And there are the slaves that accompanied the Jesuits westward as the Society expanded its educational reach, who faced their own terrible journeys. In 1823, the Maryland Jesuits agreed to relocate their novitiate north of a small school in St. Louis — a school that would become Saint Louis University. A contingent of Jesuits headed west to establish the novitiate and later helm the fledgling institution; they brought with them from the Maryland plantations a half-dozen slaves: Moses and Nancy, Thomas and Molly, Isaac and Susan, each husband and wife. The Jesuits forced the couples to leave their children behind; they expected their slaves would produce more children in Missouri. During the 800-mile journey over land, the slaves held up the rear of the party, carrying the heaviest supplies on a clumsy wagon. When they arrived at a river, they split onto two rafts. One held the Jesuits and their sacred items. The other held the slaves and the heavier suppliers, precariously weighing down the timber float as it rushed downriver. The slaves clung to their rosaries, fearing the worst. They survived, disembarked and trod forward on foot. When the Jesuits and their slaves arrived in St. Louis, they went north to Florissant Farm — now a suburb bordering Ferguson, Mo. The six slaves were crammed into a single cabin under awful conditions. They worked from five in the morning to the evening. The Jesuits whipped and beat the slaves, especially Fr. Charles Felix Van Quickenborne, S.J., the leader of the contingent who was nicknamed “Napoleon.”
In October 1833, Thomas Brown, one of the Jesuit slaves brought from Maryland to St. Louis, sent a letter of appeal to the provincial of the Maryland Jesuits, William McSherry. Brown, who had then been a slave of the Jesuits for 38 years, begged to be allowed to purchase his freedom, desperately seeking to escape Saint Louis University and its president, Fr. Peter J. Verhaegen, S.J. “We live at present in a rotten log house so old and decayed that at every blast of wind we are afraid of our lives,” Brown wrote, as winter approached. He continued: “Father Verhaegen wants me and my wife to live in the loft of one of the outhouses where there is no fireplace. … Cold will kill both me and my wife here.” Even as conditions remained brutal, the number of slaves at Florissant and Saint Louis University, where the Jesuits set the slaves building the institution, grew quickly. Molly and Susan each had multiple children. And the St. Louis Jesuits wrote to the superior multiple times — including to McSherry in 1834 — to have more slaves sent from Maryland to St. Louis. More slaves, often whole families, set out on the same perilous trek to Missouri. From Missouri, the Maryland Jesuits’ slaves travelled even further. Along with French Jesuits, Jesuits at Florissant travelled to St. Mary’s Hall in Kentucky in the late 1830s. They brought slaves from Saint Louis University, who were themselves slaves from Maryland. In 1848, they repeated the pattern. St. Joseph’s Hall opened in Kentucky; slaves from Missouri, by way of Maryland, accompanied another founding. The Jesuits built a slaveholding network that extended its tendrils into the heart of the country.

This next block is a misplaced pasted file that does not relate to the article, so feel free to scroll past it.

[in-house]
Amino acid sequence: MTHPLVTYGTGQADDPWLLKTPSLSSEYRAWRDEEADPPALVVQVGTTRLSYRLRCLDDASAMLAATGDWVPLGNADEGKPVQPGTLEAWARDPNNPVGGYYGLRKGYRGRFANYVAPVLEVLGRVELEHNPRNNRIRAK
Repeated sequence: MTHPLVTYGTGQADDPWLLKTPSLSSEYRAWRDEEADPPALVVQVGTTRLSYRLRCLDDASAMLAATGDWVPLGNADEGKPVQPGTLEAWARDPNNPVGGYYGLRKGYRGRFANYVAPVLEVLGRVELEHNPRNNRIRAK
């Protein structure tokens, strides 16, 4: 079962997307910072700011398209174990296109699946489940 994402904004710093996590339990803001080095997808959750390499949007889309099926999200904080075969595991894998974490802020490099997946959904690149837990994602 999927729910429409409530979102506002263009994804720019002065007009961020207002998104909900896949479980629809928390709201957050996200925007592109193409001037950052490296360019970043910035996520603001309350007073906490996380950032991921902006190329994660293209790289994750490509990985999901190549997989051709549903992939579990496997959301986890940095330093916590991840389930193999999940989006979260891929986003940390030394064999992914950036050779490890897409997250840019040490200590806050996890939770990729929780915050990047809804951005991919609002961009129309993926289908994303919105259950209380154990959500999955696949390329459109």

In 1862, as abolition and cannons rumbled across the United States, the Jesuits at Missouri wondered whether they should manumit their slaves. By then, there were 24 Jesuit slaves in St. Louis — many directly from Maryland and Georgetown, many their children. Moses, one of the first six slaves to survive the journey west from Maryland’s swampy plantations, had just died at the age of 85, one more Jesuit slave who would not outlive his captivity. When 1863 — the Emancipation Proclamation — and 1865 — the end of the Civil War — struck, the diaspora of Georgetown slaves already stretched from Maryland and Kentucky to Missouri and Louisiana. As Jim Crow and Reconstruction battled in the late-19th century, and the Great Migration of the mid-20th century persisted in the face of southern violence, the web spread. And now, seven generations later, it is difficult to imagine where the diaspora might not now reach — surely, among the thousands of descendants of the Maryland Jesuits’ slaves, there are residents of New York, of Chicago, of Los Angeles, of Washington. Patricia Bayonne-Johnson, a New Orleans native, genealogist and descendant of Nace Butler, whom the Georgetown Jesuits sold in 1838, now lives in Spokane, Wash.
But on the drifting bayous and sugar cane farms of Maringouin, La., history remains indefatigably alive, and Georgetown’s place in the American story — one whose success is linked inextricably to slavery, its westward spread and the capital it provided to jumpstart a sleepy colonial economy — becomes especially clear. Today, Maringouin, located about 15 miles west of Baton Rouge and bounded on either side by the snarled waterways of the Mississippi Delta, is small and shrinking. At the 2000 census, its population was 1,262; at the 2010 census, its population was 1,098. In the 1800s, Maringouin bordered sugar plantations, worked by hundreds of slaves. Maringouin still produces sugar, along with corn. In 2014, the median household income was approximately $21,000. Maxine Crump, a former Maringouin resident and Georgetown descendant who became a news reporter in New Orleans, was returning home when she learned that she was a descendant of Cornelius Hawkins, sold in 1838. “I grew up along the bayou. And my parents grew up on the bayou, my grandparents grew up on the bayou,” Crump told The Hoya. “And now I know why we’re all along the bayou: because all plantations are along the waterways. “That’s what it means to be sold down the river.”